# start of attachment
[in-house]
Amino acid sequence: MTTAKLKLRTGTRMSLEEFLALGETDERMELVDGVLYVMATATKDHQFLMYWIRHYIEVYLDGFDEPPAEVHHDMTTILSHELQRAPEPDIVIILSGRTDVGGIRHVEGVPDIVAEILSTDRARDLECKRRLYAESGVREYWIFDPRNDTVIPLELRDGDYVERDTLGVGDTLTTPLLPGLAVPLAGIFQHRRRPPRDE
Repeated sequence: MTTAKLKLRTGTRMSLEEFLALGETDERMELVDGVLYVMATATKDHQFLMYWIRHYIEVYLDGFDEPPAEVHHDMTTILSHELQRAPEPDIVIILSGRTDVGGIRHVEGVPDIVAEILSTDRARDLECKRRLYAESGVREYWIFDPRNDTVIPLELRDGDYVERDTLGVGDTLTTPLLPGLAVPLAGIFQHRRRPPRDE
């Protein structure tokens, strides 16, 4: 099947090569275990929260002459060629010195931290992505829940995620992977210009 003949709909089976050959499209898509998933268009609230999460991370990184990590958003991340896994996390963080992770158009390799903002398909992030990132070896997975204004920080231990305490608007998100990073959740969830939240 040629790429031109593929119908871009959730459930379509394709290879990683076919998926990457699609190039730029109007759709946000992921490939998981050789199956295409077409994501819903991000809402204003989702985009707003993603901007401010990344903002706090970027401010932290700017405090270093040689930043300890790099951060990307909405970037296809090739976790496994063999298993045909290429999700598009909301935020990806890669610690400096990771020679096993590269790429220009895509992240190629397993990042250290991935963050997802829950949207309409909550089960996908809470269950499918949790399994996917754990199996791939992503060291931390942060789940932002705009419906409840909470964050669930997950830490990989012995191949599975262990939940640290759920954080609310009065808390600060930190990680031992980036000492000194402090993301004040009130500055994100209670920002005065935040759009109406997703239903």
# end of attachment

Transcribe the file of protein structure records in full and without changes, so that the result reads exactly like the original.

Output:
[in-house]
Amino acid sequence: MTTAKLKLRTGTRMSLEEFLALGETDERMELVDGVLYVMATATKDHQFLMYWIRHYIEVYLDGFDEPPAEVHHDMTTILSHELQRAPEPDIVIILSGRTDVGGIRHVEGVPDIVAEILSTDRARDLECKRRLYAESGVREYWIFDPRNDTVIPLELRDGDYVERDTLGVGDTLTTPLLPGLAVPLAGIFQHRRRPPRDE
Repeated sequence: MTTAKLKLRTGTRMSLEEFLALGETDERMELVDGVLYVMATATKDHQFLMYWIRHYIEVYLDGFDEPPAEVHHDMTTILSHELQRAPEPDIVIILSGRTDVGGIRHVEGVPDIVAEILSTDRARDLECKRRLYAESGVREYWIFDPRNDTVIPLELRDGDYVERDTLGVGDTLTTPLLPGLAVPLAGIFQHRRRPPRDE
């Protein structure tokens, strides 16, 4: 099947090569275990929260002459060629010195931290992505829940995620992977210009 003949709909089976050959499209898509998933268009609230999460991370990184990590958003991340896994996390963080992770158009390799903002398909992030990132070896997975204004920080231990305490608007998100990073959740969830939240 040629790429031109593929119908871009959730459930379509394709290879990683076919998926990457699609190039730029109007759709946000992921490939998981050789199956295409077409994501819903991000809402204003989702985009707003993603901007401010990344903002706090970027401010932290700017405090270093040689930043300890790099951060990307909405970037296809090739976790496994063999298993045909290429999700598009909301935020990806890669610690400096990771020679096993590269790429220009895509992240190629397993990042250290991935963050997802829950949207309409909550089960996908809470269950499918949790399994996917754990199996791939992503060291931390942060789940932002705009419906409840909470964050669930997950830490990989012995191949599975262990939940640290759920954080609310009065808390600060930190990680031992980036000492000194402090993301004040009130500055994100209670920002005065935040759009109406997703239903």